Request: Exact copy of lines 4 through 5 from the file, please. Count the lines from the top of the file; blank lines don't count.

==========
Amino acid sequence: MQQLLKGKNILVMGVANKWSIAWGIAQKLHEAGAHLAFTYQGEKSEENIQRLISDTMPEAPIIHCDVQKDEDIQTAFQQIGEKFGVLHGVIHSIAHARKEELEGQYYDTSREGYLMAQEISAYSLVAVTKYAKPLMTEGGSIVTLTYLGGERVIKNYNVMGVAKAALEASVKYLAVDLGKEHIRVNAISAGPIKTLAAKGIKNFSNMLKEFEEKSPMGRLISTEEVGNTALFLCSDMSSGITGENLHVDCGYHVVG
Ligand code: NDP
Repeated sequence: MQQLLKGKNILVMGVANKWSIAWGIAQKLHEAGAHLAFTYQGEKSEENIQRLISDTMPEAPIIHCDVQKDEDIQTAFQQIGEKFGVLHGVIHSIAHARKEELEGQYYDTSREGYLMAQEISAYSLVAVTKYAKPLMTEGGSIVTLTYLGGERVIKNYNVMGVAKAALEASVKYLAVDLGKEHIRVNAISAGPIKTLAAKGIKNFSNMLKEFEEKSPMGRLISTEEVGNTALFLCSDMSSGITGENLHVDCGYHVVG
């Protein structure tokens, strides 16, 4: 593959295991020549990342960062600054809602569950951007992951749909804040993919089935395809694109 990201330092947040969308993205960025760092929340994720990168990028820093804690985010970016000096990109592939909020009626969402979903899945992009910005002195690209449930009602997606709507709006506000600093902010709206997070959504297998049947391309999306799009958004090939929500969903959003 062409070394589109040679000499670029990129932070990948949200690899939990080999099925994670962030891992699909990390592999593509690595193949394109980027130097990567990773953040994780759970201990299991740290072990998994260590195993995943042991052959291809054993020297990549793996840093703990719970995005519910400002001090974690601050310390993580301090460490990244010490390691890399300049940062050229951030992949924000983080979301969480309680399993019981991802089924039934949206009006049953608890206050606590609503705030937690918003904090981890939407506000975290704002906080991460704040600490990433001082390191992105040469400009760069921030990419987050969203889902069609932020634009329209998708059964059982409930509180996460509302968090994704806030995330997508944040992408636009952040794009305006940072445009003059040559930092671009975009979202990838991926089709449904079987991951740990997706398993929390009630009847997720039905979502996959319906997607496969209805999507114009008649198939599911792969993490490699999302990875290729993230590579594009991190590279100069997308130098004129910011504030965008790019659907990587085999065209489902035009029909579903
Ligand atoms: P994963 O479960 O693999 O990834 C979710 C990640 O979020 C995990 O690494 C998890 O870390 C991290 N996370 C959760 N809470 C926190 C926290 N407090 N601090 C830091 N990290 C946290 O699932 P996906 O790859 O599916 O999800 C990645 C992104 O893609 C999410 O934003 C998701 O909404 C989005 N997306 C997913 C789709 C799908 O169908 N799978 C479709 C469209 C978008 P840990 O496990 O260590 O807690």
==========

């Protein structure tokens, strides 16, 4: 593959295991020549990342960062600054809602569950951007992951749909804040993919089935395809694109 990201330092947040969308993205960025760092929340994720990168990028820093804690985010970016000096990109592939909020009626969402979903899945992009910005002195690209449930009602997606709507709006506000600093902010709206997070959504297998049947391309999306799009958004090939929500969903959003 062409070394589109040679000499670029990129932070990948949200690899939990080999099925994670962030891992699909990390592999593509690595193949394109980027130097990567990773953040994780759970201990299991740290072990998994260590195993995943042991052959291809054993020297990549793996840093703990719970995005519910400002001090974690601050310390993580301090460490990244010490390691890399300049940062050229951030992949924000983080979301969480309680399993019981991802089924039934949206009006049953608890206050606590609503705030937690918003904090981890939407506000975290704002906080991460704040600490990433001082390191992105040469400009760069921030990419987050969203889902069609932020634009329209998708059964059982409930509180996460509302968090994704806030995330997508944040992408636009952040794009305006940072445009003059040559930092671009975009979202990838991926089709449904079987991951740990997706398993929390009630009847997720039905979502996959319906997607496969209805999507114009008649198939599911792969993490490699999302990875290729993230590579594009991190590279100069997308130098004129910011504030965008790019659907990587085999065209489902035009029909579903
Ligand atoms: P994963 O479960 O693999 O990834 C979710 C990640 O979020 C995990 O690494 C998890 O870390 C991290 N996370 C959760 N809470 C926190 C926290 N407090 N601090 C830091 N990290 C946290 O699932 P996906 O790859 O599916 O999800 C990645 C992104 O893609 C999410 O934003 C998701 O909404 C989005 N997306 C997913 C789709 C799908 O169908 N799978 C479709 C469209 C978008 P840990 O496990 O260590 O807690």